Category Archives: business model

Leveraging Technological Change: The Role of Business Models and Ecosystems

Simon Ford was Bit by Bit’s representative at a workshop “Leveraging Technological Change: The Role of Business Models and Ecosystems” in London yesterday. Here he reports on the workshop.

Organised as a collaboration between UCL and École Polytechnique by the formidable duo of Prof. Thierry Rayna and Ludmila Striukova, the workshop was an Anglo-French affair, featuring academics working in both countries on aspects of the digital economy.

In his opening keynote, Prof. Pierre-Jean Benghozi from École Polytechnique provided an overview of how the creative industries and the Internet are changing. This reporter found Prof. Benghovis’s comments about the industry’s dynamics to be most illuminating. He highlighted four dynamics: (1) the economy of luxury and low cost, and the widening gap between high end and mass market; (2) the platform economy, in which aggregation of content, as well as niches and market segments is occurring; (3) an economy of branding, whereby brands are continuing to become more important and companies aim to get closer to consumers in order to develop long-term customer control, and (4) the economy of free in its many forms.

The day’s second keynote came from Prof. Thierry Rayna. As another academic investigating 3D printing, his presentation explored a potential scenario in the future in which prosumers self-organise into their own value chains as they have the ability to design, distribute and manufacture goods. In such a future, what would be the role for corporations? Prof. Rayna suggested that they would retain a role: as gatekeepers.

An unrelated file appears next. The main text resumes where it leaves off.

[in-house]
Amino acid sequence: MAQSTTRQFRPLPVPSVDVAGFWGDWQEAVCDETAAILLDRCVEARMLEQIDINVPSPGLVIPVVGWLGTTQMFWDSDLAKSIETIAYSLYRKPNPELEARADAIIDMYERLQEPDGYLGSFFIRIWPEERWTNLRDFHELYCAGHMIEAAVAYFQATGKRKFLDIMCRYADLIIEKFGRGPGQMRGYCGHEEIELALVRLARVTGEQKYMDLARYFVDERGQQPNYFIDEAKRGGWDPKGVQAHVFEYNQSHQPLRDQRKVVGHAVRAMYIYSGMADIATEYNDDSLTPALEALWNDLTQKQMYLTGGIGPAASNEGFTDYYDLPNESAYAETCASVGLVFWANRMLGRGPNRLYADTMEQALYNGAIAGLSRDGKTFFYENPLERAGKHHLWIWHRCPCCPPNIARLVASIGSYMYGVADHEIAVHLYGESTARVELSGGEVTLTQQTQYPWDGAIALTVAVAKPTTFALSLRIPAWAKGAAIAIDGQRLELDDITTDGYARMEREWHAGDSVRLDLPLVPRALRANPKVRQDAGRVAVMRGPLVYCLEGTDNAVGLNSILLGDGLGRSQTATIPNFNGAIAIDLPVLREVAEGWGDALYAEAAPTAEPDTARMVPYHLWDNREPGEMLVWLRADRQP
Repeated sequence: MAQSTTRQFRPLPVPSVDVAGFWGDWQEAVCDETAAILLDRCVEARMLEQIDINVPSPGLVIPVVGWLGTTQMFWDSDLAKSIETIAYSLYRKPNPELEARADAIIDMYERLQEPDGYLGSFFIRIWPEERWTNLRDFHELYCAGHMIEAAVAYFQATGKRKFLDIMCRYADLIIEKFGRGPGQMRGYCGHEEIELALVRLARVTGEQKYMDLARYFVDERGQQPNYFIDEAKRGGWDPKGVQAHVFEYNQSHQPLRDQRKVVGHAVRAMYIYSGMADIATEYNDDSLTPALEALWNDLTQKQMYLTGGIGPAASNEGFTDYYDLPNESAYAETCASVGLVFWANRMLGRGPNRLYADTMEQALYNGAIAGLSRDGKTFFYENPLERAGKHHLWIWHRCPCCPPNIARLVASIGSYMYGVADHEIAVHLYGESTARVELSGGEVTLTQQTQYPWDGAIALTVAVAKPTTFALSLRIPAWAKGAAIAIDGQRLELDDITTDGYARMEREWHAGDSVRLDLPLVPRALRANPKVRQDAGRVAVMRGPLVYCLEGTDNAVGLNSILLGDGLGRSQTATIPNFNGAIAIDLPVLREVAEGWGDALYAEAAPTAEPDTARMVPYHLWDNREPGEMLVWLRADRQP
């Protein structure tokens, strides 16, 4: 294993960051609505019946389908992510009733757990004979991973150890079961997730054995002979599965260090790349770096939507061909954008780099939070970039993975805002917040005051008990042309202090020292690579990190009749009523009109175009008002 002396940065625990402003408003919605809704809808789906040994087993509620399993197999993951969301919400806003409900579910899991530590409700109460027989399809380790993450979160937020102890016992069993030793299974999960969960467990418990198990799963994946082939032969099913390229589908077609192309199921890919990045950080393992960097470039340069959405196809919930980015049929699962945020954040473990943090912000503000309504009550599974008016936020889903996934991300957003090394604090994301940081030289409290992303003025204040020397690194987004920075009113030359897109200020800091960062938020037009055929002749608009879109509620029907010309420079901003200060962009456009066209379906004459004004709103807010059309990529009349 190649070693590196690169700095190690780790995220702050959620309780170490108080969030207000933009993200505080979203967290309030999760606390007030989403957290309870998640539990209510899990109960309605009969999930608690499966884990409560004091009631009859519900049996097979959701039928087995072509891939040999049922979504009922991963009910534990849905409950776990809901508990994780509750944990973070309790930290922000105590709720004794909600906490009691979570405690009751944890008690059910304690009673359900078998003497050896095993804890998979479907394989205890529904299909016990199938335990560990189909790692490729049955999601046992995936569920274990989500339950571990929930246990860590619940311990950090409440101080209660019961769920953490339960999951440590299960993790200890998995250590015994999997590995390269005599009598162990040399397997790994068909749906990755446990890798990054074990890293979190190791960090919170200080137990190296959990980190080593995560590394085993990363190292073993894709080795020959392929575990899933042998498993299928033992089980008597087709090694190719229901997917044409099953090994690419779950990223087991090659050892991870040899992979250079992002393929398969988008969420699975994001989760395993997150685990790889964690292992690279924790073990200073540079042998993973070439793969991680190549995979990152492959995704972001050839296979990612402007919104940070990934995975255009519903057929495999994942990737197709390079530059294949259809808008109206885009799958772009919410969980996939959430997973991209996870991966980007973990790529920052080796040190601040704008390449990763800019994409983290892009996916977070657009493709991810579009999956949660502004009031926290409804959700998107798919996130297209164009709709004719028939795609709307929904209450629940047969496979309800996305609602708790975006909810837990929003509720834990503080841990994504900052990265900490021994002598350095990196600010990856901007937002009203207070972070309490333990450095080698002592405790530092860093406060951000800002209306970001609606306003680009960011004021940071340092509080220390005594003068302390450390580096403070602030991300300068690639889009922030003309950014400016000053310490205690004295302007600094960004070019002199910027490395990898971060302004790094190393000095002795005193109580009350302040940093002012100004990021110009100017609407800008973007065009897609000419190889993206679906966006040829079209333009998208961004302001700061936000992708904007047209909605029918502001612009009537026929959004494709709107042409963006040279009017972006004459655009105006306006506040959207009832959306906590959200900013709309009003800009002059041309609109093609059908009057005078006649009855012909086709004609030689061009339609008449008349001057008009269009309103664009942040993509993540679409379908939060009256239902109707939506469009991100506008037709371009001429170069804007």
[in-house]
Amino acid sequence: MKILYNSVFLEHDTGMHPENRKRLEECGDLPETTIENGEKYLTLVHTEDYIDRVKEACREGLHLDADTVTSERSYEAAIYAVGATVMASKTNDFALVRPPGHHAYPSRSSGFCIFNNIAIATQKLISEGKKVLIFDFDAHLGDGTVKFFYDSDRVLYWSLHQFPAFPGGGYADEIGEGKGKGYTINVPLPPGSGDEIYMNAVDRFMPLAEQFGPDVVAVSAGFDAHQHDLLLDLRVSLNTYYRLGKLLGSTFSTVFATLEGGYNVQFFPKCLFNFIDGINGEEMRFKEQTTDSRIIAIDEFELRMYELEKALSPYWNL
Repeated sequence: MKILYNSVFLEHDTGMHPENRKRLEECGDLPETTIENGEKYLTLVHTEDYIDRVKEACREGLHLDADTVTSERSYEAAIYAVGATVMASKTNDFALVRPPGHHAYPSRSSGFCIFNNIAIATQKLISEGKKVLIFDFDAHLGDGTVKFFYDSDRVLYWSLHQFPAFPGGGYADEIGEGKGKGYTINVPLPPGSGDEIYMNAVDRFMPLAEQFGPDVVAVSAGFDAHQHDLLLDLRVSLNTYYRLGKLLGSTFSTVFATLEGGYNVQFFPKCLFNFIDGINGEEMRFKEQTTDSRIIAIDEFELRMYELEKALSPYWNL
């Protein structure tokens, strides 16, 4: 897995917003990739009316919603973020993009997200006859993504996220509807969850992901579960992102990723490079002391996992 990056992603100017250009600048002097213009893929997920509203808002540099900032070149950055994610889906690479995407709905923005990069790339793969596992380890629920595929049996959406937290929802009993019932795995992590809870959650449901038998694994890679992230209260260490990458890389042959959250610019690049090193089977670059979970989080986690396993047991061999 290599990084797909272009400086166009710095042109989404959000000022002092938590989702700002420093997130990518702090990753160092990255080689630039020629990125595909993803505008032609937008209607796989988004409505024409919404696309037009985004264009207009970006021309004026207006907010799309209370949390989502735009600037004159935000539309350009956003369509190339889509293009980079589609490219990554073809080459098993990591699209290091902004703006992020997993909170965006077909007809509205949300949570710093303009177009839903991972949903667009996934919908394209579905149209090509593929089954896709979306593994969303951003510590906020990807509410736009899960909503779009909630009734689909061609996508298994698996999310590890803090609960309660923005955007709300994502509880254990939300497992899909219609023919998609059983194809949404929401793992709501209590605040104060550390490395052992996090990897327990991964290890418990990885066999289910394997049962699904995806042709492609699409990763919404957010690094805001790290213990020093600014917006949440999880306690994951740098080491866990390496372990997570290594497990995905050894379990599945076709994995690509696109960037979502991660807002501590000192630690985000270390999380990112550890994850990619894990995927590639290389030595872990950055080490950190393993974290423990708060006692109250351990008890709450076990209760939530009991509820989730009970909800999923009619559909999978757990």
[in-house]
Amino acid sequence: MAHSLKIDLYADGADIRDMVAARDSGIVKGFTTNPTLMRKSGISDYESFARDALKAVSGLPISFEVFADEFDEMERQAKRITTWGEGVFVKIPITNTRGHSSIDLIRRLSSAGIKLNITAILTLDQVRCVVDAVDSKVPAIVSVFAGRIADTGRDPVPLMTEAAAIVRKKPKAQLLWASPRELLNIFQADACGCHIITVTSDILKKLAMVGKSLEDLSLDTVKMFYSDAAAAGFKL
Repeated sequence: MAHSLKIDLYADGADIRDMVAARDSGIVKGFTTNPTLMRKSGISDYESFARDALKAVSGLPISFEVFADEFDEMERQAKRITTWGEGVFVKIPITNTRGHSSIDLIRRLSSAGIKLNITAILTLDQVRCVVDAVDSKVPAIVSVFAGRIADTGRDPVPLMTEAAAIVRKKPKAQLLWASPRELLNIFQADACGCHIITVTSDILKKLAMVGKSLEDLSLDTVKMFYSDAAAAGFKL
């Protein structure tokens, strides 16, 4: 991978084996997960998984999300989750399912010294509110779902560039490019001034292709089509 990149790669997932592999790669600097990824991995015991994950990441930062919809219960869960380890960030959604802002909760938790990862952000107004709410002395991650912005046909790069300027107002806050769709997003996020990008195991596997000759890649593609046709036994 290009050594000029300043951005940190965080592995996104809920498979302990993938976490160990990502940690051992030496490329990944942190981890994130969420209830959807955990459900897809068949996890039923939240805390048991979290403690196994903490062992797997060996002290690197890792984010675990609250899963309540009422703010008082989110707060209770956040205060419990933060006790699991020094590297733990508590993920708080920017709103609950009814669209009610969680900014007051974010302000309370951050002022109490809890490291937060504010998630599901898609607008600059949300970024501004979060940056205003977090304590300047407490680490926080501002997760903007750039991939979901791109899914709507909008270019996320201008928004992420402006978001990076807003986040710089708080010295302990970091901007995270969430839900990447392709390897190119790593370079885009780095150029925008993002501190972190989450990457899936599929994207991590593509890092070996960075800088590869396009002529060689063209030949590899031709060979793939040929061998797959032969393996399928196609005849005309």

In the first session of the day, Nicola Searle from the IPO, Rémi Maniak from Telecom ParisTech, and David Wong from the Big Innovation Centre, gave presentations on the role of business models and ecosystems. Drawing on research conducted before joining the IPO, Nicola described how IP had been a secondary influence in the business model decisions made by six Scottish organisations. Of greater importance had been the ability to adapt to the changing environment.

Rémi Maniak followed this by explaining the importance of multi-project lineage for organisations trying to create new business ecosystems. His premise was based on the need for organisations to invest strategically in order to accummulate experience and build assets. While doing so can often bring significant short-term losses, this investment is vital in the long-term if the organisation is to acquire new capabilities and competences.

Taking the unenviable task of speaking before lunch, David Wong provided a summary of what he considers to be the seven intangible drivers of value creation: (1) firm strategy and positioning; (2) radical innovation and first mover advantage; (3) intangible resources and competencies; (4) organisational ambidexterity; (5) network effects and externalities; (6) transaction costs efficiency, and (7) relational optimality.